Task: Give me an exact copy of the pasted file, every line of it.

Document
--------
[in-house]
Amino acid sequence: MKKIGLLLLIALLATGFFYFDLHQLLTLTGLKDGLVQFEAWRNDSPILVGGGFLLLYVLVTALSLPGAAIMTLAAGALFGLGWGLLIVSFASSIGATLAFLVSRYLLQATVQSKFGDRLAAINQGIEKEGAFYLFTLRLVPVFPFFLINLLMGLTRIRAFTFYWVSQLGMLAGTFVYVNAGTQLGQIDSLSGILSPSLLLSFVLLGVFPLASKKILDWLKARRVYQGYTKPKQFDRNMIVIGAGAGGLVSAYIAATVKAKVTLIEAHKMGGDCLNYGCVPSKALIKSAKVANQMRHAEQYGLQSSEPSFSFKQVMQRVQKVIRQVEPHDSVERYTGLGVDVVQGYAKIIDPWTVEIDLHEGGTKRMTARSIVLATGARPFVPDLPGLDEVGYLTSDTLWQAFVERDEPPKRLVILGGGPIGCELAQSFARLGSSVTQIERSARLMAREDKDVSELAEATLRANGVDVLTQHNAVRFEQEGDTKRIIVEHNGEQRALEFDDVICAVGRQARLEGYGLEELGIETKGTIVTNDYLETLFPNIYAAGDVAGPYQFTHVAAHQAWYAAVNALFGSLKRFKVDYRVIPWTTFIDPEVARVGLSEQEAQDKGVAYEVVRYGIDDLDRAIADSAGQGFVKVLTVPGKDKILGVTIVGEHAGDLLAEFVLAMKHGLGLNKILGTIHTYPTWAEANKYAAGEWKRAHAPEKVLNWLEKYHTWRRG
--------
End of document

[in-house]
Amino acid sequence: MKKIGLLLLIALLATGFFYFDLHQLLTLTGLKDGLVQFEAWRNDSPILVGGGFLLLYVLVTALSLPGAAIMTLAAGALFGLGWGLLIVSFASSIGATLAFLVSRYLLQATVQSKFGDRLAAINQGIEKEGAFYLFTLRLVPVFPFFLINLLMGLTRIRAFTFYWVSQLGMLAGTFVYVNAGTQLGQIDSLSGILSPSLLLSFVLLGVFPLASKKILDWLKARRVYQGYTKPKQFDRNMIVIGAGAGGLVSAYIAATVKAKVTLIEAHKMGGDCLNYGCVPSKALIKSAKVANQMRHAEQYGLQSSEPSFSFKQVMQRVQKVIRQVEPHDSVERYTGLGVDVVQGYAKIIDPWTVEIDLHEGGTKRMTARSIVLATGARPFVPDLPGLDEVGYLTSDTLWQAFVERDEPPKRLVILGGGPIGCELAQSFARLGSSVTQIERSARLMAREDKDVSELAEATLRANGVDVLTQHNAVRFEQEGDTKRIIVEHNGEQRALEFDDVICAVGRQARLEGYGLEELGIETKGTIVTNDYLETLFPNIYAAGDVAGPYQFTHVAAHQAWYAAVNALFGSLKRFKVDYRVIPWTTFIDPEVARVGLSEQEAQDKGVAYEVVRYGIDDLDRAIADSAGQGFVKVLTVPGKDKILGVTIVGEHAGDLLAEFVLAMKHGLGLNKILGTIHTYPTWAEANKYAAGEWKRAHAPEKVLNWLEKYHTWRRG